Constitutive responsibility: Taking part, being part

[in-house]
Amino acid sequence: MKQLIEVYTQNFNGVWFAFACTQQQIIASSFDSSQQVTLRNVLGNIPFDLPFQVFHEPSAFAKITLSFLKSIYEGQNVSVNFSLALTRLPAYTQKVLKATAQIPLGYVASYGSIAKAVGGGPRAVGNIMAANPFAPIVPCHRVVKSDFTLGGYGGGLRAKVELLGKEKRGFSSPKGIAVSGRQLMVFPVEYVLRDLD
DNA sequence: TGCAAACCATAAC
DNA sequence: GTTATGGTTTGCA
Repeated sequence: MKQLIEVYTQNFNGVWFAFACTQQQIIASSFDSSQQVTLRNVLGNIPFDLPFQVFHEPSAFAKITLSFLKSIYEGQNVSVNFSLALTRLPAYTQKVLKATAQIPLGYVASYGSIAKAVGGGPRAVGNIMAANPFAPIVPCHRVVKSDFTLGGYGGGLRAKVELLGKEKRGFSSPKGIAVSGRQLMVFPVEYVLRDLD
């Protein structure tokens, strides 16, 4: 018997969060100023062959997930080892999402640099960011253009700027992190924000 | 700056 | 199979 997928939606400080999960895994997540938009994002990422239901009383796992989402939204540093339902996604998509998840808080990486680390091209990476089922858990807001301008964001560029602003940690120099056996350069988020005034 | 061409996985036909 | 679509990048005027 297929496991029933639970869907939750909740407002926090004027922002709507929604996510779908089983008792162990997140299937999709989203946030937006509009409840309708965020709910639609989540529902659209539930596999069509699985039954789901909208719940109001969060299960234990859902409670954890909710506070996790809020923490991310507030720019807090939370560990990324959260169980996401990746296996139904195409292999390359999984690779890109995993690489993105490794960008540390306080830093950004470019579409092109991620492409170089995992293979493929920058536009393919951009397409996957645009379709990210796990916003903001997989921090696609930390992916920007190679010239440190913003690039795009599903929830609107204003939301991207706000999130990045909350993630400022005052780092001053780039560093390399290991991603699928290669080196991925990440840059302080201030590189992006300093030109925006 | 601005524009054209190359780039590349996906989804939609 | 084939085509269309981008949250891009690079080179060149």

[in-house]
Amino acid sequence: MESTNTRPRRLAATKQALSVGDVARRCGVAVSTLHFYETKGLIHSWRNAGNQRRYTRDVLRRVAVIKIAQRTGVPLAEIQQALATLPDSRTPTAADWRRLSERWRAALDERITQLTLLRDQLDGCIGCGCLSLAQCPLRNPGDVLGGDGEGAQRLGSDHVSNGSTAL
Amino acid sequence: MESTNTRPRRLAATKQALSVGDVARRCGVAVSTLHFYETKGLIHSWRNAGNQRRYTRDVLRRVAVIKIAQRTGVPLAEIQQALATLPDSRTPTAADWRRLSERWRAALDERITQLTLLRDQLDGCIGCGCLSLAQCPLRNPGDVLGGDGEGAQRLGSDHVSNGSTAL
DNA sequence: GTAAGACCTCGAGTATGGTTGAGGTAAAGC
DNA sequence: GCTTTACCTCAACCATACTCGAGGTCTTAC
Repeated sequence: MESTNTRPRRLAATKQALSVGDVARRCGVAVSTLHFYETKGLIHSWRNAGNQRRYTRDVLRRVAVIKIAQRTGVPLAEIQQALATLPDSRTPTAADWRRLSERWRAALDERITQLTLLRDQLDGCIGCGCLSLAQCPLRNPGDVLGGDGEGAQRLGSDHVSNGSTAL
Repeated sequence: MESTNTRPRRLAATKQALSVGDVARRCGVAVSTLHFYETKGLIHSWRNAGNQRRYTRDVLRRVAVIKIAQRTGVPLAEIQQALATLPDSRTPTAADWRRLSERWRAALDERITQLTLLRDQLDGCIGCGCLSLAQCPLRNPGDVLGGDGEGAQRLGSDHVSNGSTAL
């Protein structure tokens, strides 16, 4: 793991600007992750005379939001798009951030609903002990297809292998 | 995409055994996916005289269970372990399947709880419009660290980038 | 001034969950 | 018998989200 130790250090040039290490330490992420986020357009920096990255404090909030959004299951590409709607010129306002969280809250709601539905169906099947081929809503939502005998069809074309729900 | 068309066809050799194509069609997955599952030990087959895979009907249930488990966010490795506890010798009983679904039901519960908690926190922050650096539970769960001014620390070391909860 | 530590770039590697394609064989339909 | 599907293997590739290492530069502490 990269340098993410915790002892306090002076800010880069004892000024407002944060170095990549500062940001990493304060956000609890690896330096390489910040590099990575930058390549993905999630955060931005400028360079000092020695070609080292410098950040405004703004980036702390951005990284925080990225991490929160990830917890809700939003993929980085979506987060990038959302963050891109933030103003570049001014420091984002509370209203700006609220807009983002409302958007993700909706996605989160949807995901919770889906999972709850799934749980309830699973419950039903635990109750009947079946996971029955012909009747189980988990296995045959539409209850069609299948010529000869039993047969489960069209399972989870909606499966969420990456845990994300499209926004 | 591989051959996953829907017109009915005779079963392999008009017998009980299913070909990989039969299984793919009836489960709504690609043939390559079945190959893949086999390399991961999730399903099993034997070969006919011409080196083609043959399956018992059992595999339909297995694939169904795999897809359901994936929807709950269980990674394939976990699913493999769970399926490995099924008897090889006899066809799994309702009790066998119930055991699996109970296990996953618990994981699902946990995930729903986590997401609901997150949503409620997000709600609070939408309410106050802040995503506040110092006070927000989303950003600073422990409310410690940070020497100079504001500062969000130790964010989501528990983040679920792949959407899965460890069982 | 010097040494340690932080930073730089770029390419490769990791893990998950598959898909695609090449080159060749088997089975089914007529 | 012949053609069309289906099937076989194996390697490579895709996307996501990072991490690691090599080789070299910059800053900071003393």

Constitutive responsibility: Taking part, being part Abstract Individuals are often causally inconsequential parts of highly consequential wholes. If each individual is (essentially) causally inconsequential, and what she does makes (virtually) no causal difference, we may be inclined to absolve each of (virtually all) causal responsibility for the consequences of what occurs as a result of the larger whole of which each is a part. But there is another form of responsibility – constitutive responsibility. Whatever the causal consequences may be, each individual constitutes part of that whole and each therefore bears responsibility of at least that sort for the whole. 1. Introduction Individuals are often causally inconsequential parts of highly consequential wholes. If each individual is (essentially) causally inconsequential, and what each does makes (virtually) no causal difference, we may be inclined to absolve each of (virtually any) causal responsibility for the consequences of what occurs as a result of the larger whole of which each is a part. But there is another form of responsibility – constitutive responsibility. Whatever the causal consequences may be, each individual nevertheless constitutes part of that whole, and each therefore bears responsibility of at least that sort for the whole. 2. Taking part, being part When taking part in something you become part of it. And being part of something, voluntarily and knowingly, makes you responsible for it in a certain sort of way.1 The responsibility in question is ‘constitutive responsibility’. Parts contribute constitutively to the whole. Constitutive contributions are importantly different from causal contributions.2 A lightning strike contributes causally to the bushfire. The lightning strike is one thing, the bushfire is another and the relationship between them is causal. A table’s four legs, in contrast, help to constitute the table. The legs are not separate from the table; they are part of it. Causal contributions are graded in a way that constitutive ones are not. One person’s causal contribution can be greater than another person’s to the same outcome. Constitutively, in contrast, all parts are on a par. They are all alike in being parts of the whole; they are all equal in that respect.3 Taking part in something can sometimes contribute causally to that thing’s existing as well. It would do so if, for example, that thing would not exist but for your contribution. Then you bear causal as well as constitutive responsibility for that thing of which you are voluntarily and knowingly a part. Linguistically, the difference is marked by the distinction between responsibility for ‘being part’ (constitutive responsibility) and responsibility for ‘doing your part’ or ‘the part you played’ (causal responsibility). Crucially, however, you can bear constitutive responsibility for something of which you are a part without bearing any causal responsibility for it whatsoever. Superfluous parts of something are still part of that thing. The substitute player who spent the entire game on the bench still constitutes part of the winning team, although he bears no causal responsibility for the team or its victory. He bears responsibility for helping to constitute the team even though he is causally superfluous. If you contribute both causally and constitutively to something, you definitely have more overall responsibility for it than does someone who contributed to it only in the latter way alone. But even if your contribution is exclusively constitutive, you nonetheless bear at least constitutive responsibility for the whole of which your contribution constitutes a part. You bear constitutive responsibility in the sense that you are liable to credit or blame for voluntarily and knowingly being a part of that whole. That is by parity to moral philosophy’s standard approach to causal responsibility, as liability to credit or blame for voluntarily and knowingly helping to cause something to exist or occur. Whether you are liable to credit or to blame, and how much, depends on the nature and actions of the whole of which you are part – on what it is and what it does. You are morally to credit for being, knowingly and voluntarily, part of a whole that you could and should have expected to be or to do good; you are morally to blame for being, knowingly and voluntarily, part of a whole that you could and should have expected to be or to do bad. We need to consider ‘what it is’, as well as ‘what it does’, because it can be appropriate to praise or blame a group (and people for being part of it) for what that group represents as well as for the activities that it undertakes. The Ku Klux Klan is morally objectionable on account of the racism that it represents, even if it (no longer) engages in lynching. Morally good or bad states of affairs can thus be associated both with the group’s being and the group’s doings. And people who are parts of those groups, voluntarily and knowingly, can be constitutively responsible for either (or of course both). When we take part in something, we become party to it and partners with all others who are also party to it. As in business, partnership liability is shared liability. Suppose you share responsibility with several others for constituting one and the same thing; then you all share the same constitutive responsibility for that thing that your actions constitutes.4 3. Constituting formally organized groups, activities and practices Sometimes the ‘wholes’ in question are formally organized groups. A membership organization may seem to be constituted by its members’ membership in it. In some purely formal sense, it is. But in lived experience, membership in a group consists much less in the signing of any membership register and much more in partaking in the ensemble of activities and practices that for all practical purposes define the group. Sometimes activities and practices are formally organized as well. ‘Taking part’ (and still more ‘playing a part’) are things that we often do in such organized social activities and practices. Playing a part in a stage production presupposes a script setting out roles for each participant to play. The same is true across a wide range of organized social activities and practices in which we take or play a part. Insofar as those organized social activities and practices have rules of composition (constitutions) of their own, it might likewise be thought that those – rather than anyone’s taking or playing a part under the rules thus laid down – are what constitutes those social activities and practices. If so, then it would not be the case that people make any constitutive contribution (or hence incur any constitutive responsibility) when taking or playing a part in social activities or practices of that sort. Or so it may seem. But for constitutions and other foundational rules to be in force requires that people act in accordance with them. It does so logically and not just causally: that those whom they purport to bind treat the rules as binding is just what it is for such rules to ‘be in force’. So when acting under and in accordance with the rules that formally constitute some organized group or social activity or practice, individuals are indeed taking or playing a part in that group or social activity or practice in such a way that effectively constitutes it. And once again they thereby acquire constitutive responsibility for it, in consequence. 4. The limits of constitutive responsibility When voluntarily and knowingly taking part in an ensemble of activities and practices, just as when voluntarily and knowingly being a part of a group or any other ‘whole’, your actions become part of them. That, once again, makes you responsible for contributing in a constitutive way to that ensemble of activities and practices. The credit or blame attached to that is, once again, calibrated according to what you could and should have known would occur in consequence of that ensemble of activities and practices. It follows that you are typically to credit or blame for actions that are ‘in character’ for the group constituted by that ensemble (because you could and should have expected them to occur), and you are typically neither to credit nor to blame for actions that are ‘out of character’ (not reasonably anticipatable). Where several people take part in the same ensemble of activities or practices, the actions of each contribute in a constitutive way to those activities or practices. Each therefore shares – and, on the above analysis, shares equally – constitutive responsibility for them. Social norms are an example of that. There need not be any intentional coordination among individuals in order for that to occur. There may sometimes be, as in the case of organized groups acting in pursuit of explicitly shared intentions. But there need not be. Everyone might be acting wholly independently of each other yet be taking part in the same activities and practices as one another.5 5. The difference between constitutive and causal responsibility Constitutive responsibility is, thus, often shared with others who make constitutive contributions to one and the same thing as you do. Consider the (wholly unorganized) group of people on the overcrowded bridge that collapses under their combined weight. Suppose (not all would: cf. Goldman 1974; Hart and Honoré 1985: Ch. 5; Moore 2009) that the correct way to attribute causal responsibility for the bridge’s collapse is to attribute it entirely to the last person to step onto the bridge, whereupon it collapsed. Even if that is the correct way to attribute causal responsibility, however, constitutive responsibility is clearly another matter. Each person on the bridge as it collapsed constitutes part of the group on the bridge. Assuming each stepped onto the bridge voluntarily and knowingly, each is constitutively responsible for being part of the group that caused the bridge to collapse. That is as true of the first person to step onto the bridge as the last. Indeed, the same would be true even of someone who stepped onto the bridge as it was already in the process of collapsing. Or, again, consider the case of a public funding drive to build a new hospital that will cost exactly £10M. Suppose that, for some reason, either more or less money than that would be of utterly no use. Yet suppose that the drive manages to raise £12M. On the (contested) theory of causal responsibility alluded to above, the person who contributed the ten-millionth pound to the drive would bear complete causal responsibility for the hospital’s being built. And even on more relaxed theories of causal responsibility, those who gave the extra £2M once the funding target had been met would be causally superfluous and bear no causal responsibility for the hospital’s being built. Still, each of the contributors, even those whose donations arrived after the target had been met, have taken part in the funding drive and constitute part of the group whose contributions funded the hospital. All of them are constitutively responsible, even if some (maybe many) of them are not causally responsible. 6. Implications What is the cash value of all this? People are often individually inconsequential parts of highly consequential wholes. If each individual is (essentially) inconsequential, and what she does makes (virtually) no causal difference, we may be inclined to absolve each of (virtually any) responsibility for the consequences of what occurs as a result of the larger whole of which each is a part. That might or might not be right, thinking in terms of causal responsibility. But it is dead wrong, thinking in terms of the sort of constitutive responsibility here elucidated.6 Funding This work was supported by the Australian Research Council's DP140101275. Footnotes 1 The responsibility here in view is moral responsibility, that is, responsibility that is associated with moral praise and blame. By ‘knowingly’ I mean ‘could and should have known’, not whether the agent actually knows. By ‘voluntarily’ I mean ‘could have done otherwise’. (Others might add ‘at reasonable cost’, but I would treat ‘unreasonable cost’ as an excusing condition rather than as rendering an action literally involuntary.) On the rationale for the voluntariness requirement see Yaffe 2012. 2 This distinction, familiar to metaphysicians, figures for example in Haslanger's (2012: 87 and passim) discussion of the ways in which some social constructions (of gender or race, for example) are causal while others are constitutive. 3 They are all equally parts of the whole at any one time. For a whole that persists over time, some parts may be enduringly part of it while other parts come and go; the former may in that respect play a greater constitutive role in and bear more constitutive responsibility for the whole, seen as an ongoing entity, despite the fact that each part is equally part of the whole at any one point in time. That may be relevant in assigning constitutive responsibilities for the past (for historical injustices, for example). In assigning present responsibilities, however, the point-in-time standard of equal constitutive responsibility is typically the more appropriate. 4 Previous writers on ‘collective responsibility’ clearly wrestle with the same issue, but none comes up with quite the same solution. Kutz (2000) talks about ‘participatory intentions’, and others about things like ‘we-intentions’ (Tuomela 2007; see similarly Bratman 2013; Gilbert 2013). But what I have in view here is more an intention ‘to be’ (a part) than ‘to do’ (participate), and an intention to be ‘a part’ (of some whole) rather than that any particular ‘we’ do something together. 5 This approach can thus more readily account for moral responsibility in large and hierarchical group settings than an approach like Gilbert's (2013) ‘plural subject’, for example. 6 This article benefited from comments from Christian Barry, Avery Kolers, Kai Spiekermann, Ana Tanasoca and the referees for this journal. References Bratman M. 2013. Shared Agency . Oxford: Oxford University Press. Gilbert M. 2013. Joint Commitment . New York: Oxford University Press. Google Scholar CrossRef Search ADS   Goldman A.I. 1974. On the measurement of power. Journal of Philosophy  71: 231– 52. Google Scholar CrossRef Search ADS   Hart H.L.A., Honoré T.. 1985. Causation in the Law , 2nd edn. Oxford: Clarendon Press. Google Scholar CrossRef Search ADS   Haslanger S. 2012. Resisting Reality . New York: Oxford University Press. Google Scholar CrossRef Search ADS   Kutz C. 2000. Complicity . Cambridge: Cambridge University Press. Google Scholar CrossRef Search ADS   Moore M.S. 2009. Causation and Responsibility . New York: Oxford University Press. Google Scholar CrossRef Search ADS   Tuomela R. 2007. The Philosophy of Sociality: The Shared Point of View . Oxford: Oxford University Press. Google Scholar CrossRef Search ADS   Yaffe G. 2012. The voluntary act requirement. In The Routledge Companion to the Philosophy of Law , ed. Marmor A., 174– 90. New York: Routledge. © The Author 2017. Published by Oxford University Press on behalf of The Analysis Trust. All rights reserved. For Permissions, please email: journals.permissions@oup.com http://www.deepdyve.com/assets/images/DeepDyve-Logo-lg.png Analysis Oxford University Press